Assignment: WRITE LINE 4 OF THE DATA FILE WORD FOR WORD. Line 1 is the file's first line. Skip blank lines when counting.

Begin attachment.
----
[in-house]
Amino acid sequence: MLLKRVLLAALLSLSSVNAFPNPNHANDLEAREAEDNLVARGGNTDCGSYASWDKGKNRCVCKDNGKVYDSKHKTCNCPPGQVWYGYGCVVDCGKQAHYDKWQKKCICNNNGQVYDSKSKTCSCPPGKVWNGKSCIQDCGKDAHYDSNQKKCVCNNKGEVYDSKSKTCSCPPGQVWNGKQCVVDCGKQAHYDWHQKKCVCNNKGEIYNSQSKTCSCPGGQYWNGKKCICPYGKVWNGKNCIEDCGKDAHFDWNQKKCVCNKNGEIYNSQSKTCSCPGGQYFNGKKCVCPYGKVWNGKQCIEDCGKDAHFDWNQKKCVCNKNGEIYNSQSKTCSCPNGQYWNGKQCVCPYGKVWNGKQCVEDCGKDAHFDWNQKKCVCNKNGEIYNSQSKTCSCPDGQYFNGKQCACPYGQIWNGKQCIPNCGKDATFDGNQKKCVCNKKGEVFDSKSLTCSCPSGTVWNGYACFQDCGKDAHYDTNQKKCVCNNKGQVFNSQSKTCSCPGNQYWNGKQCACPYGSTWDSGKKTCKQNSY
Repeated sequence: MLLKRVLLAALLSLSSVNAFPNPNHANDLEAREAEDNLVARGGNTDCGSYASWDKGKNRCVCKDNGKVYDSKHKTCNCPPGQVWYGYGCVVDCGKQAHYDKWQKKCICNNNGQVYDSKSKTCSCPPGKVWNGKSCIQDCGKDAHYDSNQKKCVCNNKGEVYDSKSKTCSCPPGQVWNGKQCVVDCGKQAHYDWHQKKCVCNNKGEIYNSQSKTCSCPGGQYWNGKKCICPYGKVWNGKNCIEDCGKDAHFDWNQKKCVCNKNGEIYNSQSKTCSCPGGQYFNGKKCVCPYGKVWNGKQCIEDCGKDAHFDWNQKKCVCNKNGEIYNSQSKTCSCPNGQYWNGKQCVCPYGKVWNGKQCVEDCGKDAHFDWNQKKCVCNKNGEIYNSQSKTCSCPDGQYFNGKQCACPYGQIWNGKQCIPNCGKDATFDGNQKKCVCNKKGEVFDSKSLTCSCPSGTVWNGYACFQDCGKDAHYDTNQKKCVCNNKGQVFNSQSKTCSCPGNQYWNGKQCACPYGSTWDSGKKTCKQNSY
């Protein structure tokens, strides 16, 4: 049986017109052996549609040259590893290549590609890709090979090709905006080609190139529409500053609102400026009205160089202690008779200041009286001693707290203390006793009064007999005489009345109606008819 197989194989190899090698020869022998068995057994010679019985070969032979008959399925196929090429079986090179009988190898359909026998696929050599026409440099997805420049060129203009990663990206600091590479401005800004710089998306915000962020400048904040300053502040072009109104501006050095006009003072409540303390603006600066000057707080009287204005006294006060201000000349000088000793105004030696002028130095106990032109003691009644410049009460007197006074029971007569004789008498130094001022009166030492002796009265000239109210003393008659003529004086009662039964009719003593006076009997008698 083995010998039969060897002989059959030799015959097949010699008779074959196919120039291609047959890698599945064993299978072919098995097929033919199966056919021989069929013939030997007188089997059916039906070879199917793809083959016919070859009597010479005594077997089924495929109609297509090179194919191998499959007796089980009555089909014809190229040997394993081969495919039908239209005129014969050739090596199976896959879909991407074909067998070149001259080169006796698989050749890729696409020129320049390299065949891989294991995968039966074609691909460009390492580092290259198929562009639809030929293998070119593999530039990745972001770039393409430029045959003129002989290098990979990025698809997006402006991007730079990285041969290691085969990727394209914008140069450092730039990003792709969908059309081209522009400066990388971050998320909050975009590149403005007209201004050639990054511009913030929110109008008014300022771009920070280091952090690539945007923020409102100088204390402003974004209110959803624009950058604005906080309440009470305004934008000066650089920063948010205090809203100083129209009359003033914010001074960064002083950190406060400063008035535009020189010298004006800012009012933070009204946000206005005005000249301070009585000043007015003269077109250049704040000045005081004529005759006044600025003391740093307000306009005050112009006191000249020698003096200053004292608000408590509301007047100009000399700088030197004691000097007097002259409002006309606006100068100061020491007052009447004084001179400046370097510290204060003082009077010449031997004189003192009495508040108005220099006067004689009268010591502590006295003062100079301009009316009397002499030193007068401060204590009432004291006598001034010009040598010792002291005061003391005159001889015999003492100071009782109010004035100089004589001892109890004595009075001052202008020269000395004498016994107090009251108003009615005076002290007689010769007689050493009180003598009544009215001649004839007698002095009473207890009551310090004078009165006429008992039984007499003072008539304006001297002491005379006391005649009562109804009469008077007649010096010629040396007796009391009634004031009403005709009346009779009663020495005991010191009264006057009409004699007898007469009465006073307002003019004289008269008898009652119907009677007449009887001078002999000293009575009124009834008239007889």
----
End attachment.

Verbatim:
């Protein structure tokens, strides 16, 4: 049986017109052996549609040259590893290549590609890709090979090709905006080609190139529409500053609102400026009205160089202690008779200041009286001693707290203390006793009064007999005489009345109606008819 197989194989190899090698020869022998068995057994010679019985070969032979008959399925196929090429079986090179009988190898359909026998696929050599026409440099997805420049060129203009990663990206600091590479401005800004710089998306915000962020400048904040300053502040072009109104501006050095006009003072409540303390603006600066000057707080009287204005006294006060201000000349000088000793105004030696002028130095106990032109003691009644410049009460007197006074029971007569004789008498130094001022009166030492002796009265000239109210003393008659003529004086009662039964009719003593006076009997008698 083995010998039969060897002989059959030799015959097949010699008779074959196919120039291609047959890698599945064993299978072919098995097929033919199966056919021989069929013939030997007188089997059916039906070879199917793809083959016919070859009597010479005594077997089924495929109609297509090179194919191998499959007796089980009555089909014809190229040997394993081969495919039908239209005129014969050739090596199976896959879909991407074909067998070149001259080169006796698989050749890729696409020129320049390299065949891989294991995968039966074609691909460009390492580092290259198929562009639809030929293998070119593999530039990745972001770039393409430029045959003129002989290098990979990025698809997006402006991007730079990285041969290691085969990727394209914008140069450092730039990003792709969908059309081209522009400066990388971050998320909050975009590149403005007209201004050639990054511009913030929110109008008014300022771009920070280091952090690539945007923020409102100088204390402003974004209110959803624009950058604005906080309440009470305004934008000066650089920063948010205090809203100083129209009359003033914010001074960064002083950190406060400063008035535009020189010298004006800012009012933070009204946000206005005005000249301070009585000043007015003269077109250049704040000045005081004529005759006044600025003391740093307000306009005050112009006191000249020698003096200053004292608000408590509301007047100009000399700088030197004691000097007097002259409002006309606006100068100061020491007052009447004084001179400046370097510290204060003082009077010449031997004189003192009495508040108005220099006067004689009268010591502590006295003062100079301009009316009397002499030193007068401060204590009432004291006598001034010009040598010792002291005061003391005159001889015999003492100071009782109010004035100089004589001892109890004595009075001052202008020269000395004498016994107090009251108003009615005076002290007689010769007689050493009180003598009544009215001649004839007698002095009473207890009551310090004078009165006429008992039984007499003072008539304006001297002491005379006391005649009562109804009469008077007649010096010629040396007796009391009634004031009403005709009346009779009663020495005991010191009264006057009409004699007898007469009465006073307002003019004289008269008898009652119907009677007449009887001078002999000293009575009124009834008239007889």